Monday, June 15, 2009

Health Care as Systems Engineering

This summer promises a great debate over health care in the U. S. It is pretty sure to be great in the sense of historic or significant; what is not so clear is whether the outcome will be great either in the sense of good and positive, or in the ironic sense ("Great! That's just what I needed!"). One perspective that may help us judge the quality of the debate and the outcome is to view health care through the lens of systems engineering. But since health care deals with the most intimate aspects of human life, ethical considerations also show up at all levels, from individual decision-making to nationwide policy.

It is well known that the U. S. pays more per capita for health care than most other industrialized nations, but by many measures we are not that much more healthy than the other countries are. In other words, we're not getting what we're paying for, if we think that spending more health dollars per person will make everybody that much healthier. Viewed as a system with inputs (health care money and resources) and outputs (people treated by the system), our system does not work as efficiently as it could.

Over the last several weeks I have read of certain parts of the country where the health outcomes per Medicare dollar (which is an easy statistic to obtain) are much better than the national average (e. g. Green Bay, Wisconsin, where President Obama recently spoke on the issue), and other areas where they are much worse (e. g. McAllen, Texas, which a recent New Yorker article identified as in the second most expensive county in the country, measured in Medicare-dollar-per-patient terms). One reason for these identifications appears to be the idea that if we can just figure out what the good places are doing right, we can replicate these successes and do away with whatever bad or evil mischief is going on in the expensive places. How likely is that to succeed?

Atul Gawande, the author of the New Yorker piece, thinks the root problem in McAllen lies in the disconnected, revenue-driven nature of the medical culture there. He says many doctors view their practice as a way of making money, and if you want to practice medicine that way there are few barriers to stop you. By contrast, he cites places like the Mayo Clinic, where doctors on salary receive no incentives for ordering extra tests, and participate in meetings designed to improve patient care systematically by coordinating it to eliminate needless and duplicative tests, among other things. He admits, though, that discouraging the former behavior and encouraging the latter will be a long, tricky process.

I think a key element in the solution, if one can be found, lies in a careful study of incentives and disincentives. Although people can't always be relied upon to do the rational thing, most people will make choices they perceive to be in their own best interest. Of course, perception can be distorted through propaganda and so on, but especially where pocketbook matters are concerned, most people make fairly optimal decisions if given the opportunity to do so. One trouble with health care as it exists today is the same problem I have noticed with the college-textbook market: the people who pay for the goods or services (students or patients) are not the people making the decisions (professors or doctors). Although one doctor quoted by Gawande says allowing patients more of an economic stake in medical decision-making is like relying on "the sheep to negotiate with the wolves," it doesn't have to be that one-sided. If people were in economic control of their own health-care expenditures rather than having to rely on their employer (if they have a job in the first place), I think some way could be developed so that the Mayo-Clinic-type coordinated operations and their lower cost per patient could be packaged to be more appealing in an open market, compared to the multiple-stop-shopping of places like McAllen. The comparison is a little unfair, but think of shopping at Wal-Mart versus going to a third-world village market with its street of shoemakers and street of roasted-goat vendors. The streets full of private vendors are colorful and make for great vacation photos, but if all you want is a pair of shoes you'll go to Wal-Mart.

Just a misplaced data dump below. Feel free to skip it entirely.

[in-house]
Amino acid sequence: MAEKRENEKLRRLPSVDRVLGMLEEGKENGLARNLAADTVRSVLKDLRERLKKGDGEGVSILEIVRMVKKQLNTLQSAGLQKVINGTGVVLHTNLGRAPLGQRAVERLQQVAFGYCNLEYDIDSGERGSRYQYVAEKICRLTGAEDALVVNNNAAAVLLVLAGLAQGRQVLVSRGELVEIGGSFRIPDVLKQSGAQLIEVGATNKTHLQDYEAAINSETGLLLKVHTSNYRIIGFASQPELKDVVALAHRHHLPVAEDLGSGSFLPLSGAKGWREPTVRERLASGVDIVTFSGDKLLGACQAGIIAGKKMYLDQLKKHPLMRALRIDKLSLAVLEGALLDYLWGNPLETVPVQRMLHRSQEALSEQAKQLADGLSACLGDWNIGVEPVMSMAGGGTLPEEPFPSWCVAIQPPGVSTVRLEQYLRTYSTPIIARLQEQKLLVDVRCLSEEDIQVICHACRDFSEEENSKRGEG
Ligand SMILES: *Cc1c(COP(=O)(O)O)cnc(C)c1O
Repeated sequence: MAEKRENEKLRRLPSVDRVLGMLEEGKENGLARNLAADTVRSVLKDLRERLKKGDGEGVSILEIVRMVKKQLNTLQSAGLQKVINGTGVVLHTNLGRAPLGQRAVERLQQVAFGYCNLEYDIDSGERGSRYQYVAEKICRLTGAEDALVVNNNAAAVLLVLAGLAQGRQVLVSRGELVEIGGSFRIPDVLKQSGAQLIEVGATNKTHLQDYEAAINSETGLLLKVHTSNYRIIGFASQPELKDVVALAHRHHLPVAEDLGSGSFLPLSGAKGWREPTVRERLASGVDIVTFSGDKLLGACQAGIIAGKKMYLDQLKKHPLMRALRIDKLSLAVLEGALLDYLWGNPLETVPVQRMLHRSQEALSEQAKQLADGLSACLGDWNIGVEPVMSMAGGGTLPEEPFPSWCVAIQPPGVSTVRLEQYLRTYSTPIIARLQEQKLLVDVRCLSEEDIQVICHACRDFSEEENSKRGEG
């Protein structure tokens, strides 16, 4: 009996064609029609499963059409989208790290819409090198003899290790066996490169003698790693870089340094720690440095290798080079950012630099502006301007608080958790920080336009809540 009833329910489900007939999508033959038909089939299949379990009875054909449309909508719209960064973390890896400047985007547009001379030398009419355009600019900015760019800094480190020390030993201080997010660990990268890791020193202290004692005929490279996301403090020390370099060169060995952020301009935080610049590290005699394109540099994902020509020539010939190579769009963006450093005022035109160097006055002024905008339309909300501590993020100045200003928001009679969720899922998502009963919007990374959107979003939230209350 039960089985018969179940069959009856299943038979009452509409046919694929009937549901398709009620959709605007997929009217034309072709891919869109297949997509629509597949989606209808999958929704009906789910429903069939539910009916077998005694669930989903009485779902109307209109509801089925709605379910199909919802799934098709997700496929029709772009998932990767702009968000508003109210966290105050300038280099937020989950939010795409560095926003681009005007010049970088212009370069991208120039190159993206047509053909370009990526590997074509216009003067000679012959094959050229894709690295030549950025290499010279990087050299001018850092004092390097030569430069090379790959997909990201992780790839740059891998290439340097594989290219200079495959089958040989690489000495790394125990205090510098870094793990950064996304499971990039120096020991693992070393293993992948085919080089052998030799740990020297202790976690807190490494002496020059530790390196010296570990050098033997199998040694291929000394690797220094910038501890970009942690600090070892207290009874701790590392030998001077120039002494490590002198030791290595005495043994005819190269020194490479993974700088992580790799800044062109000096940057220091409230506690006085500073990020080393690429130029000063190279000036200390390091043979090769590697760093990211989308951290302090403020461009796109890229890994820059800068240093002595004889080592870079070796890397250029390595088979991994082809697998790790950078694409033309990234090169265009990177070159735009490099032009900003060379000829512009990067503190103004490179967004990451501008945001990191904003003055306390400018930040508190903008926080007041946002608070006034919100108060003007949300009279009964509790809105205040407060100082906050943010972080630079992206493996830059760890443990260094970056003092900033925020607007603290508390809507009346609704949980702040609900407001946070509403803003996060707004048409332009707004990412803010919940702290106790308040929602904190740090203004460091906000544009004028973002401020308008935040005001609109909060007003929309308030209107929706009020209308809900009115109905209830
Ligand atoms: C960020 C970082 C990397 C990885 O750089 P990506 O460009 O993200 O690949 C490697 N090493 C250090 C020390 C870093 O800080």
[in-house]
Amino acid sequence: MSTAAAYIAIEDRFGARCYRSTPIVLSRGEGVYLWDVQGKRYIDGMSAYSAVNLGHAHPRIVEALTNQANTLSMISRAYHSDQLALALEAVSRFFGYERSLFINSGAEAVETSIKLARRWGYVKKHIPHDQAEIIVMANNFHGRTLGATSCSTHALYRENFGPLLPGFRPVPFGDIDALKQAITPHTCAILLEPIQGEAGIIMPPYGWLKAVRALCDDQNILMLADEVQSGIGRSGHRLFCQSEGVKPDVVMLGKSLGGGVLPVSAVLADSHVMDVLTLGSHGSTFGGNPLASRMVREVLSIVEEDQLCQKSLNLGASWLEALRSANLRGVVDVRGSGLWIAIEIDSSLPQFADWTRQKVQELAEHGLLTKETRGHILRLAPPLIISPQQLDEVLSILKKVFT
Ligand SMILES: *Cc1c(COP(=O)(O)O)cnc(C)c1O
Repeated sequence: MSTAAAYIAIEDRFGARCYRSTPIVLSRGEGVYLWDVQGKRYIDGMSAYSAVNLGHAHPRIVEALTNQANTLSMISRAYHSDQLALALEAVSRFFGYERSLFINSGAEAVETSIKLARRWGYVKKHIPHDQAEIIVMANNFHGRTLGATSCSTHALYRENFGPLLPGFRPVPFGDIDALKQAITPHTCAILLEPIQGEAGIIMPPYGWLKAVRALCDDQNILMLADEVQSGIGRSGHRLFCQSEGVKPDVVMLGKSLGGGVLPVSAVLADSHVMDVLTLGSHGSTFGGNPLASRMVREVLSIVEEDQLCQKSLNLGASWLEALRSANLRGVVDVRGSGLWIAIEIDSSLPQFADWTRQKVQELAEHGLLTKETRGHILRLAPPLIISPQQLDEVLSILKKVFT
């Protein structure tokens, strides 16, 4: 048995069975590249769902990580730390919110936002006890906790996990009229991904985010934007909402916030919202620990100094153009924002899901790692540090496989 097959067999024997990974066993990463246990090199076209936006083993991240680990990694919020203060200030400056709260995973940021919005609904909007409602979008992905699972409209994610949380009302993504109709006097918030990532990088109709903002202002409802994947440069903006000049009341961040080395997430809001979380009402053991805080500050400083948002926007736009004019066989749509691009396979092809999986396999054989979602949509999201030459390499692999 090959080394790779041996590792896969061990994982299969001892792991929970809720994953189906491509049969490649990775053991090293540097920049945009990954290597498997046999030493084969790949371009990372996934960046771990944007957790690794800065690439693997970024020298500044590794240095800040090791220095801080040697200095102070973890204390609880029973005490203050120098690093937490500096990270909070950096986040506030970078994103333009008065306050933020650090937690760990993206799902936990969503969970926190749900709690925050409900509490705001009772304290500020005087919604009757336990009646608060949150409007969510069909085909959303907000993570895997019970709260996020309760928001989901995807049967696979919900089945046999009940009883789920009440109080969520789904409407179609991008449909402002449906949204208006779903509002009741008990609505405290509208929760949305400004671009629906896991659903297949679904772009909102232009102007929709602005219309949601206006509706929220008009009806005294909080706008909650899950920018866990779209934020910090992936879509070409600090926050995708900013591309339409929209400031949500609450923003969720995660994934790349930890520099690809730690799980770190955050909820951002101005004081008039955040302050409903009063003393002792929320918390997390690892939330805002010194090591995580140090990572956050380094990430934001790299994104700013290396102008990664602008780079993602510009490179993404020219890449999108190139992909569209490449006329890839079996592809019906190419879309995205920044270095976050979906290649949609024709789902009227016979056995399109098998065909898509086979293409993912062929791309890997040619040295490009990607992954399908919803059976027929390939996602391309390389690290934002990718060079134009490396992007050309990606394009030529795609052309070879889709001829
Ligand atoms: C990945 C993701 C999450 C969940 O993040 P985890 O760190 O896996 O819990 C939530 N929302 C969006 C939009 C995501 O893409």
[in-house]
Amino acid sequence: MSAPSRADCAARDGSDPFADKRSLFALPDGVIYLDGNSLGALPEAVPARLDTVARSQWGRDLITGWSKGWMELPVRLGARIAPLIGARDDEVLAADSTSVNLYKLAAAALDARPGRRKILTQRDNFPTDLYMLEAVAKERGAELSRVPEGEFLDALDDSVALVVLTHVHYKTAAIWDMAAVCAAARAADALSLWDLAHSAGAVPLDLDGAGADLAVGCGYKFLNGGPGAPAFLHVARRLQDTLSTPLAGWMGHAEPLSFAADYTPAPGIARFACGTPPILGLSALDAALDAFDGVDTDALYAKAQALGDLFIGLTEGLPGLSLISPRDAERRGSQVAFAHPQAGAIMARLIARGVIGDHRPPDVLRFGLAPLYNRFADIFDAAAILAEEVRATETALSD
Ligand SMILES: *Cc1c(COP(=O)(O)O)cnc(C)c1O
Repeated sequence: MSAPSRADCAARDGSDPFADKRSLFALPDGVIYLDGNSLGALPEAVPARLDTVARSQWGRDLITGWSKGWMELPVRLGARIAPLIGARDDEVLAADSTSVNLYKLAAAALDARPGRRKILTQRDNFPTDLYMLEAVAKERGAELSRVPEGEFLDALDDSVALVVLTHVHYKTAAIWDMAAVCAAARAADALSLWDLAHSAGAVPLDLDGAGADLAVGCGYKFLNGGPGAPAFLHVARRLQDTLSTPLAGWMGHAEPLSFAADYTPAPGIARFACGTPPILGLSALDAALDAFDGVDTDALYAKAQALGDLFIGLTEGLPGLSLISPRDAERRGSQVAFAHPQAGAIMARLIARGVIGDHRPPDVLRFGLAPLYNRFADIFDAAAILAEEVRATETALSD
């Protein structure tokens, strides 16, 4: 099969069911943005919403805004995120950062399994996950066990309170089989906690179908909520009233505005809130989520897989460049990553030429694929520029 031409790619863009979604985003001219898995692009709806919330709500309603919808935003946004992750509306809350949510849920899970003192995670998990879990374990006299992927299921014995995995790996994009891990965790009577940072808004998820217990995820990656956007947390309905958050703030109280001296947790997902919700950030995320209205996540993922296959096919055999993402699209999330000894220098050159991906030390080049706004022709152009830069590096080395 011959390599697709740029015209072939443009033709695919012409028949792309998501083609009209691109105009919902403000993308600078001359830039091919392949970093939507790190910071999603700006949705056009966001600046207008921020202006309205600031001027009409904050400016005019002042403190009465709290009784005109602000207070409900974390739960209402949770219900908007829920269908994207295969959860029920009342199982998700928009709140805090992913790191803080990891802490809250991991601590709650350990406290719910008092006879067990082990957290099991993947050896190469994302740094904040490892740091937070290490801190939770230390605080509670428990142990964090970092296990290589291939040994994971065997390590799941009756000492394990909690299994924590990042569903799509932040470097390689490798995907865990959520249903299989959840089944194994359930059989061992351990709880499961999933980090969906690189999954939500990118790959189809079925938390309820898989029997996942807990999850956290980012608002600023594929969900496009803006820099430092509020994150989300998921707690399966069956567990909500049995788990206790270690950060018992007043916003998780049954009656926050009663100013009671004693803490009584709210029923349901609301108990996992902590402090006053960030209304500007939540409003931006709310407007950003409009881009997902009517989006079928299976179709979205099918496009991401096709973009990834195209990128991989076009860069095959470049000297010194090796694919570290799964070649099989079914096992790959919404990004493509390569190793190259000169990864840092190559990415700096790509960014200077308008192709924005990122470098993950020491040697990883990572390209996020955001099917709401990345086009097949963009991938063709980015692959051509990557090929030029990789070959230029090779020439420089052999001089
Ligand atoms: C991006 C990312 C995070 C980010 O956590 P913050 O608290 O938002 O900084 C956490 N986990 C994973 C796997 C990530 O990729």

Of course, efficiency can be carried too far, and if we let even the Mayo Clinics coalesce into one giant monopolistic medical provider, the outcome is likely to be bad. But an appropriate level of market openness in which consumers could see economically efficient, good care for what it is, and choose it, would avoid the coercion and potential for debilitating bureaucracy that so many proposals involve.

Healing is a deeply ethical activity. The oldest known professional code of ethics—the Hippocratic Oath—deals with the ethics of medicine, and many religious leaders such as Jesus made healing an important part of their ministry. The problems Gawande and others have identified when healers start to put money over patient care merely demonstrate that the system, whatever form it takes, must have professionals in it whose philosophy or faith makes healing an end in itself, not primarily a means to wealth. Whatever happens to U. S. medical care after this summer's debate, I hope the designers do not lose sight of the fact that, like doctors themselves, they cannot fix the problem the way you would fix a balky lawnmower engine. All they can do is try to create an environment for people of good will to do even better than they are doing now.

Sources: Atul Gawande's article "The Cost Conundrum" appears in the June 1, 2009 issue of The New Yorker.

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